The Catalyst – SCBWI meeting

I attended my first local writing group through SCBWI, and whoo! Talk about impostor syndrome. It’s real y’all, and if you experience it, you are, ironically enough, in good company.

One of the women who attended is an award-winning illustrator. Now, those of us who aren’t artists believe anyone who can draw more than a crooked stick figure is a gifted genius, right? Well, she truly is one. She’s been commissioned to do clay mosaics for the cathedral in Helena. Ummm. Hello, that’s like legacy-level achievement unlocked!

Here’s one of her business cards with a sample of the mosaic. Gorgeous.


Here’s one of her business cards with an illustration. Also gorgeous. I love how she hands these treasures out like they’re no big deal. I took two. I’m greedy, yes.


The presentation was about story beats using Save the Cat by Blake Snyder. Joann, our facilitator, did a fabulous job using a picture book (A Symphony of Cowbells by Heather Preusser) to demonstrate the entire story structure, including a B-plot done purely through illustration (by Eileen Ryan Ewen).

There are 15 beats, and I won’t go through them all, but I did notice one rule I’ve heard before, and it’s one that I love.

Blake Snyder calls it beat number four, the Catalyst. This is where the protagonist begins the journey. You might know it as the Inciting Incident or, as I learned at Miscon this year, it’s often a Bridge Problem.

In the book, the father and daughter need to get a cow moving. (Moooving) They are illustrated as a line, pushing and pulling on the cow across two pages. It’s a physical solution to the problem. It is also when they acknowledge “here is a problem” and “this is how we will try to solve it”.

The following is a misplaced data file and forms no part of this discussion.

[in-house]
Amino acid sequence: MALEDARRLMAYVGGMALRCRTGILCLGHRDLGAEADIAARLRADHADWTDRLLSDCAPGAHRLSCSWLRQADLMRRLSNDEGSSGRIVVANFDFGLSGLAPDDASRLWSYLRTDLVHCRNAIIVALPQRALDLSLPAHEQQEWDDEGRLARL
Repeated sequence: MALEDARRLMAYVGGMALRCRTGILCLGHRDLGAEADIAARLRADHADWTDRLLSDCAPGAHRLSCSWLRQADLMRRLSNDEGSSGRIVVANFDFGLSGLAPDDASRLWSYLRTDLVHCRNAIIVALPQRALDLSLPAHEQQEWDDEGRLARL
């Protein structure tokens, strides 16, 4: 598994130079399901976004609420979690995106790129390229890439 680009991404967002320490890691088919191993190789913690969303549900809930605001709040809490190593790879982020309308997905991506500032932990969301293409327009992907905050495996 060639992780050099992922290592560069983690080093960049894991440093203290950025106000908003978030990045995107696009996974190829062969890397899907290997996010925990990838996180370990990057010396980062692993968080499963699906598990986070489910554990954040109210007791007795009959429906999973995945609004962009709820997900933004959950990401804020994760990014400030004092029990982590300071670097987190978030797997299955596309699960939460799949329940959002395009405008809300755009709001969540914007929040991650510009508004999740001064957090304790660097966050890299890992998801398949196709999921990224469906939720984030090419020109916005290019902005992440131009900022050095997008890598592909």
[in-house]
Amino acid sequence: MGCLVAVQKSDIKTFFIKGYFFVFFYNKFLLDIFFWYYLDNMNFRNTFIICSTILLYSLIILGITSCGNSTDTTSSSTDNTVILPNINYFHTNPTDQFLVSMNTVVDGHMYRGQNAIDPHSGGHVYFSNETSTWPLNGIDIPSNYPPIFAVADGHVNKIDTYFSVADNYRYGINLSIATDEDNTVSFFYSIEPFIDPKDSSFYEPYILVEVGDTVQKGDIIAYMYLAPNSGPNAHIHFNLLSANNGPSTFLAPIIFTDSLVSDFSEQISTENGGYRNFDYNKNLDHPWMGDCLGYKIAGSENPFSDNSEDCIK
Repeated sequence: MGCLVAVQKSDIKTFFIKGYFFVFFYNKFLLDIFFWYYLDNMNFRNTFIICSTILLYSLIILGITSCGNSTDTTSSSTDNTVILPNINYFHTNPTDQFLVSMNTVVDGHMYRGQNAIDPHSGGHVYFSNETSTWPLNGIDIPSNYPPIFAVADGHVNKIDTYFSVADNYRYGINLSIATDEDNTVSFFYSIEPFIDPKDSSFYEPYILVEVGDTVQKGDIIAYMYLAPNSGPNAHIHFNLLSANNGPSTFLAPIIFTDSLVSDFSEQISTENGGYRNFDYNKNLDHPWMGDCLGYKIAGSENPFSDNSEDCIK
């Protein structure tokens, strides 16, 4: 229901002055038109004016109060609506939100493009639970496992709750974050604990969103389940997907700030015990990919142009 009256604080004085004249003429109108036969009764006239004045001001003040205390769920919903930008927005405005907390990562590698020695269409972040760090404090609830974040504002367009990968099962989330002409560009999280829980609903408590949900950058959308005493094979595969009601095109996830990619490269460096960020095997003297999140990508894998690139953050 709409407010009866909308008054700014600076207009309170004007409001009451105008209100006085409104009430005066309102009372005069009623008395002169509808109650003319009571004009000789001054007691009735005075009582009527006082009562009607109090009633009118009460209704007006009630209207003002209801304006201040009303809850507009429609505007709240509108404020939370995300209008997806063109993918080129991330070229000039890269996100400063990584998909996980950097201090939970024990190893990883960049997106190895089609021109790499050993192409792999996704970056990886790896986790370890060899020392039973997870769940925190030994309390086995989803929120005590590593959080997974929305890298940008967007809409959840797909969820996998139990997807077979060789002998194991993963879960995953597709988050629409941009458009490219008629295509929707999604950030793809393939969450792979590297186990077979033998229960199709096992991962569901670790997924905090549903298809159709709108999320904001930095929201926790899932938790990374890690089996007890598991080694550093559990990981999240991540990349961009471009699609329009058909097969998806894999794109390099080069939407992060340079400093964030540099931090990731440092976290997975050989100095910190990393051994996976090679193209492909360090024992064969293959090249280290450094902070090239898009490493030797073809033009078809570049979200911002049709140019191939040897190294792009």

In my middle-grader manuscript, this is when Gilda attempts to use her words to free herself after being kidnapped by Lortic Eve. It doesn’t work, but it hints at how she might grow and adapt that possible solution into success later in the book.

At the resolution in Act 3, or Blake Snyder’s beat number thirteen, we are shown in the picture book a line of people physically solving the problem in an echo or shadow of the Bridge Problem from earlier. (Sorry, I have no picture of this. Use your imaginations, please.) In my story, Gilda is able to save her friends and bring peace between two cultures through a story she tells at a crucial moment.

I loved seeing the beats laid out demonstrably in a picture book, and I think it’s a brilliant way to teach the concepts for writers using three act structure, no matter the age of the writer’s audience.

As for that impostor syndrome – Heather Preusser took 20 revisions and six years to succeed with her book, and now we are using it as an example of how to do it right. Everyone goes at different speeds. Everyone has something of value to contribute. If you are writing, you are a writer. Lather, rinse, repeat.

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